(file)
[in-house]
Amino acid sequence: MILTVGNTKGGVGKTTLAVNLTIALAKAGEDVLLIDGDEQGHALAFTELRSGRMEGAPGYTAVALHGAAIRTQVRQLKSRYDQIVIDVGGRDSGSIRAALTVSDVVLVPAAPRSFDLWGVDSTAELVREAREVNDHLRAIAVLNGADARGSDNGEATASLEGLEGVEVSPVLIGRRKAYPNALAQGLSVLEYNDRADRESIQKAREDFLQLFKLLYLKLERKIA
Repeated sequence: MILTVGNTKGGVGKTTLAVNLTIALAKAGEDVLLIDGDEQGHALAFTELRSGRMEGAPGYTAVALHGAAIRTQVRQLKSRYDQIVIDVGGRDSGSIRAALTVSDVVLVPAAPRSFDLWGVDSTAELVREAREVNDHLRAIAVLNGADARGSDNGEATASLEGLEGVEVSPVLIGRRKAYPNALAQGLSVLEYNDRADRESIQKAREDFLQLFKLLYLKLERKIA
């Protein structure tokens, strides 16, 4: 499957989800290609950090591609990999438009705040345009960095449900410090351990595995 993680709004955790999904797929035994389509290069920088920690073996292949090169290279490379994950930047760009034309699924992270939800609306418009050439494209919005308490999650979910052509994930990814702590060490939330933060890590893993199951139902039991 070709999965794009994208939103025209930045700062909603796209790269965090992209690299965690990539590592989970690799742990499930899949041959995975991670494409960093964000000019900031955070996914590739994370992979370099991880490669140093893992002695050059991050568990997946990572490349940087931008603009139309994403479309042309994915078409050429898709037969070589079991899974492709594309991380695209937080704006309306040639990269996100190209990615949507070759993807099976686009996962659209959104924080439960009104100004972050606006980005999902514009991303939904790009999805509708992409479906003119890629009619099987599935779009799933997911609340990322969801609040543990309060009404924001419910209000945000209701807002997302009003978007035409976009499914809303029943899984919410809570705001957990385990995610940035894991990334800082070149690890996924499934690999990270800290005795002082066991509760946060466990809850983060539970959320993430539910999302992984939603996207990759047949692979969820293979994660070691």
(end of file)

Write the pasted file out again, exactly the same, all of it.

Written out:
[in-house]
Amino acid sequence: MILTVGNTKGGVGKTTLAVNLTIALAKAGEDVLLIDGDEQGHALAFTELRSGRMEGAPGYTAVALHGAAIRTQVRQLKSRYDQIVIDVGGRDSGSIRAALTVSDVVLVPAAPRSFDLWGVDSTAELVREAREVNDHLRAIAVLNGADARGSDNGEATASLEGLEGVEVSPVLIGRRKAYPNALAQGLSVLEYNDRADRESIQKAREDFLQLFKLLYLKLERKIA
Repeated sequence: MILTVGNTKGGVGKTTLAVNLTIALAKAGEDVLLIDGDEQGHALAFTELRSGRMEGAPGYTAVALHGAAIRTQVRQLKSRYDQIVIDVGGRDSGSIRAALTVSDVVLVPAAPRSFDLWGVDSTAELVREAREVNDHLRAIAVLNGADARGSDNGEATASLEGLEGVEVSPVLIGRRKAYPNALAQGLSVLEYNDRADRESIQKAREDFLQLFKLLYLKLERKIA
């Protein structure tokens, strides 16, 4: 499957989800290609950090591609990999438009705040345009960095449900410090351990595995 993680709004955790999904797929035994389509290069920088920690073996292949090169290279490379994950930047760009034309699924992270939800609306418009050439494209919005308490999650979910052509994930990814702590060490939330933060890590893993199951139902039991 070709999965794009994208939103025209930045700062909603796209790269965090992209690299965690990539590592989970690799742990499930899949041959995975991670494409960093964000000019900031955070996914590739994370992979370099991880490669140093893992002695050059991050568990997946990572490349940087931008603009139309994403479309042309994915078409050429898709037969070589079991899974492709594309991380695209937080704006309306040639990269996100190209990615949507070759993807099976686009996962659209959104924080439960009104100004972050606006980005999902514009991303939904790009999805509708992409479906003119890629009619099987599935779009799933997911609340990322969801609040543990309060009404924001419910209000945000209701807002997302009003978007035409976009499914809303029943899984919410809570705001957990385990995610940035894991990334800082070149690890996924499934690999990270800290005795002082066991509760946060466990809850983060539970959320993430539910999302992984939603996207990759047949692979969820293979994660070691």